What is Ethereum?
Ethereum is an open-source, public, blockchain-based distributed computing platform featuring smart contract (scripting) functionality. It provides a decentralized Turing-complete virtual machine, the Ethereum Virtual Machine (EVM), which can execute scripts using an international network of public nodes. Ethereum also provides a cryptocurrency token called “ether”, which can be transferred between accounts and used to compensate participant nodes for computations performed. “Gas”, an internal transaction pricing mechanism, is used to mitigate spam and allocate resources on the network.
Ethereum was proposed in late 2013 by Vitalik Buterin, a cryptocurrency researcher and programmer. Development was funded by an online crowdsale between July and August of 2014. The system went live on 30 July 2015, with 11.9 million coins “premined” for the crowdsale. This accounts for approximately 13 percent of the total circulating supply.
In 2016 Ethereum was forked into two separate blockchains, as a result of the collapse of The DAO project, thereby creating Ethereum Classic. The new forked version was Ethereum (ETH) and the one that continued its existence is Ethereum Classic (ETC).
Ethereum was initially described in a white paper by Vitalik Buterin, a programmer involved with Bitcoin Magazine, in late 2013 with a goal of building decentralized applications. Buterin had argued that Bitcoin needed a scripting language for application development. Failing to gain agreement, he proposed development of a new platform with a more general scripting language.
At the time of public announcement in January 2014, the core Ethereum team was Vitalik Buterin, Mihai Alisie, Anthony Di Iorio, and Charles Hoskinson. Formal development of the Ethereum software project began in early 2014 through a Swiss company, Ethereum Switzerland GmbH (EthSuisse). Subsequently, a Swiss non-profit foundation, the Ethereum Foundation (Stiftung Ethereum), was created as well. Development was funded by an online public crowdsale during July–August 2014, with the participants buying the Ethereum value token (ether) with another digital currency, bitcoin. While there was early praise for the technical innovations of Ethereum, questions were also raised about its security and scalability.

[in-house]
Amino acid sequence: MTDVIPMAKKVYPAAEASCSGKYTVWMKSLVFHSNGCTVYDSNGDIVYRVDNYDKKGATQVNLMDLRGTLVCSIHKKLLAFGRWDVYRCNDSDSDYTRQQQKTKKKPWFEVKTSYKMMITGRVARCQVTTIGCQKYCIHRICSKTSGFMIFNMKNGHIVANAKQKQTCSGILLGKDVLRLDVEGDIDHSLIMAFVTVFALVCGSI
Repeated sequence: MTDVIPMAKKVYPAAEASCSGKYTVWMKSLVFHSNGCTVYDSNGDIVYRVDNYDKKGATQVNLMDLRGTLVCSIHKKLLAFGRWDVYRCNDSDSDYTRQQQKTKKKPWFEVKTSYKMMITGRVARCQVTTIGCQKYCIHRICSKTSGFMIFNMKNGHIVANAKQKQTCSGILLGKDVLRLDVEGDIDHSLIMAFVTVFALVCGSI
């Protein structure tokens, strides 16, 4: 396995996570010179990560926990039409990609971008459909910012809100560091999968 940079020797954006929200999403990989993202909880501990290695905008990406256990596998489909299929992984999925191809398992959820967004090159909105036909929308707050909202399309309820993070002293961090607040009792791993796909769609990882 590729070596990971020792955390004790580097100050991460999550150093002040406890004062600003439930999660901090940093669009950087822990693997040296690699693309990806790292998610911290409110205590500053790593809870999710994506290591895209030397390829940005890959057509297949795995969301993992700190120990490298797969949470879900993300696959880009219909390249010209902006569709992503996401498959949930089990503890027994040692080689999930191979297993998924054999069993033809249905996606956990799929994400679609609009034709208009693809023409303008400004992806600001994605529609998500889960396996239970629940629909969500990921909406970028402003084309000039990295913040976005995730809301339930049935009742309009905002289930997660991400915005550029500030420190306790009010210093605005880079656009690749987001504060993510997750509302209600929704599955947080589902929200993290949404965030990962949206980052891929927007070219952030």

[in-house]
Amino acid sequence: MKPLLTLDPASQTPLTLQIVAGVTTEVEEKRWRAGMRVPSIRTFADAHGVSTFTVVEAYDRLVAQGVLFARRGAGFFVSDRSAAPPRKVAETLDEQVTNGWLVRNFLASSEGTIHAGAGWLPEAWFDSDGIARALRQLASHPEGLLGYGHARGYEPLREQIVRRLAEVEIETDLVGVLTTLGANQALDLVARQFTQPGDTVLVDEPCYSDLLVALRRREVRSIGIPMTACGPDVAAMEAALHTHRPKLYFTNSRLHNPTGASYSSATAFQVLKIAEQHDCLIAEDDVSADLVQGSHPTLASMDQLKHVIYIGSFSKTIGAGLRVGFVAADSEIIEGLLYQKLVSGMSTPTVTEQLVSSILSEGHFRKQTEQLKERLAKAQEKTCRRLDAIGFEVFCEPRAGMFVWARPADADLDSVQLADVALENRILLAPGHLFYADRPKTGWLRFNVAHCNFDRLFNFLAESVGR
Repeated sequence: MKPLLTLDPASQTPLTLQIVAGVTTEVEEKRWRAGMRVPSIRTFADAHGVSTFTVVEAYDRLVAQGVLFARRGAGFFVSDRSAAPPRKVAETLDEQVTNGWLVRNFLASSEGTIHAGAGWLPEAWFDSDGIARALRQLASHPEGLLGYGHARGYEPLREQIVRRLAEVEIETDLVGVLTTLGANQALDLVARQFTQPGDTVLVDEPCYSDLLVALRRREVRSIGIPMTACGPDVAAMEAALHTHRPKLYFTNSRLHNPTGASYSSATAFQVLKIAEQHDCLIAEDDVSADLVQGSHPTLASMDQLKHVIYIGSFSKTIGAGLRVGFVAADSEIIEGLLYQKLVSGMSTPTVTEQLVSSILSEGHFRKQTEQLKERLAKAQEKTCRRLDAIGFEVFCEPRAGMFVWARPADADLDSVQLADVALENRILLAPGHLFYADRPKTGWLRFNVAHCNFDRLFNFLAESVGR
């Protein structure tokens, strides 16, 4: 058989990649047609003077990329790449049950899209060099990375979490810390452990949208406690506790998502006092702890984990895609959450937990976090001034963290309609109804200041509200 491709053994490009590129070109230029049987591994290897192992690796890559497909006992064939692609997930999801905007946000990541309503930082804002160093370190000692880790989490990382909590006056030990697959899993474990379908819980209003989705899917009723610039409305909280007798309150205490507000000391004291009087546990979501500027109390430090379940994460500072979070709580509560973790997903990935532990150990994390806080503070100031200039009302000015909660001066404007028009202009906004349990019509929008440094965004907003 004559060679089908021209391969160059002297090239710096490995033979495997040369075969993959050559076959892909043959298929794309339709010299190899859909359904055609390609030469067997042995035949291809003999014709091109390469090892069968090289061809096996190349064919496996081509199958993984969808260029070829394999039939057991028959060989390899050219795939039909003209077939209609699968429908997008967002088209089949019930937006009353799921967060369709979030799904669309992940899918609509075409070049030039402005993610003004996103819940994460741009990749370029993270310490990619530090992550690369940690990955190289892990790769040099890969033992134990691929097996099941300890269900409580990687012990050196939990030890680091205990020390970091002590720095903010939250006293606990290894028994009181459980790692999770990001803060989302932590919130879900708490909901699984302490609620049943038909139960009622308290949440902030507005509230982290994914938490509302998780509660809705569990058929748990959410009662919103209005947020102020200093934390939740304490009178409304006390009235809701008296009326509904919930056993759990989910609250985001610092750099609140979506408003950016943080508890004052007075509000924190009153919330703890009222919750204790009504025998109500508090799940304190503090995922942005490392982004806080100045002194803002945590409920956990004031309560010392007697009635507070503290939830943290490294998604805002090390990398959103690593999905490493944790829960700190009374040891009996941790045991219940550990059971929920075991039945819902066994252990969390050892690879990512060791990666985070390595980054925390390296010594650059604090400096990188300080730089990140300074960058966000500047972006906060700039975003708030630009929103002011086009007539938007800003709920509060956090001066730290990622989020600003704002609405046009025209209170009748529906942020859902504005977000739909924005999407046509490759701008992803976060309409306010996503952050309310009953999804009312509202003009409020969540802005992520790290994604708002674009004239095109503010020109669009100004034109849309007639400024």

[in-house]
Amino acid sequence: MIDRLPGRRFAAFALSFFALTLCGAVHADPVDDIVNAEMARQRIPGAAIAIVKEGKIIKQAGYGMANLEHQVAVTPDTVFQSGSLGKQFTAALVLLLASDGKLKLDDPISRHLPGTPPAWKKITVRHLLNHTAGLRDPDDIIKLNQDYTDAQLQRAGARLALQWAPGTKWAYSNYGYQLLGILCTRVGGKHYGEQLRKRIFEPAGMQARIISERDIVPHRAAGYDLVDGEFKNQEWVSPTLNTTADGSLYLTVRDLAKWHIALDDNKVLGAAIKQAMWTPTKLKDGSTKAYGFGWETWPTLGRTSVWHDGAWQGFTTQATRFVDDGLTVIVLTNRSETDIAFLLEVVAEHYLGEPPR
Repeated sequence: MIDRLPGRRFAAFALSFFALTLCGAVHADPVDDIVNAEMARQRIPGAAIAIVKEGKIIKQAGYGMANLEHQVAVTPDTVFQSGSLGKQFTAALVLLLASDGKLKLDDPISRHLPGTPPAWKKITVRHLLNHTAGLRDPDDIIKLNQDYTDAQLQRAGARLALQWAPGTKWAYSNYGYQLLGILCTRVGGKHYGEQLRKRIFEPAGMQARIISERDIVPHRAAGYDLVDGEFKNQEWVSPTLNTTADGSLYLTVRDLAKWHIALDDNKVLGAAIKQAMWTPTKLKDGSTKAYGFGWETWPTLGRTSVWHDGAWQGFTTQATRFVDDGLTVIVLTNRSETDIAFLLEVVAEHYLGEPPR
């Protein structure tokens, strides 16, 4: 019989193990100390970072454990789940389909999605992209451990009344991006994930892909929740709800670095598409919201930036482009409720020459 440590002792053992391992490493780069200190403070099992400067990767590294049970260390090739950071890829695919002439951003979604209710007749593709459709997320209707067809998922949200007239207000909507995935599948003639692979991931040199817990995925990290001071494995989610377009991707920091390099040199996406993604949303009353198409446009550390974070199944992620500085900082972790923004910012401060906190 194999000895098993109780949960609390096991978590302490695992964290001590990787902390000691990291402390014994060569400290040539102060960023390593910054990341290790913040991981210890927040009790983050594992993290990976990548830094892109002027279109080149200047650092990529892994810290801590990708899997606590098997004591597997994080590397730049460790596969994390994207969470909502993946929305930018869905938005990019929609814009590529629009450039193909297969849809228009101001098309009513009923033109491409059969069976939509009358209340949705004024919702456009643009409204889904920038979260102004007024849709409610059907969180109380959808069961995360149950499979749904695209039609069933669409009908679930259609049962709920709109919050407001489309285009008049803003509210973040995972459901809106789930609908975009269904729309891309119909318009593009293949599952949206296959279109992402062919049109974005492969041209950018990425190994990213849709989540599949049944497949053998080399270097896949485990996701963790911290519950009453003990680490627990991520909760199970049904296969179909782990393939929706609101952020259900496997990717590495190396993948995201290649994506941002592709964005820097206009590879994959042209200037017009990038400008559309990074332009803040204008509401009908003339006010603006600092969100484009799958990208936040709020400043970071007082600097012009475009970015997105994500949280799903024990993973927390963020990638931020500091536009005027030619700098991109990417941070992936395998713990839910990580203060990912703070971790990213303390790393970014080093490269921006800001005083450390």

Several prototypes of the Ethereum platform were developed by the Foundation, as part of their Proof-of-Concept series, prior to the official launch of the Frontier network. The last of these prototypes culminated in a public beta pre-release known as “Olympic”. The Olympic network provided users with a bug bounty of 25,000 ether for stress testing the limits of the Ethereum blockchain.
After Olympic, the Foundation announced the beginning of the Frontier network to mark the tentative experimental release of the Ethereum platform in July 2015. Since the initial launch, Ethereum has undergone several planned protocol upgrades called milestones, which are important changes affecting the underlying functionality and/or incentive structures of the platform.
The current milestone is named “Homestead” and is considered stable. It includes improvements to transaction processing, gas pricing, and security. There are at least two other protocol upgrades planned in the future, i.e. Metropolis and Serenity. Metropolis is intended to reduce the complexity of the EVM and provide more flexibility for smart contract developers. The move to Serenity is still uncertain, but should include a fundamental change to Ethereum’s consensus algorithm to enable a basic transition from hardware mining (proof-of-work) to virtual mining (proof-of-stake). Improvements to scalability, specifically sharding, are also said to be a key objective on the development roadmap. Metropolis adds supports for zkSnarks (from Zcash), and the first zksnarks transaction occurred on testnet on September 19, 2017.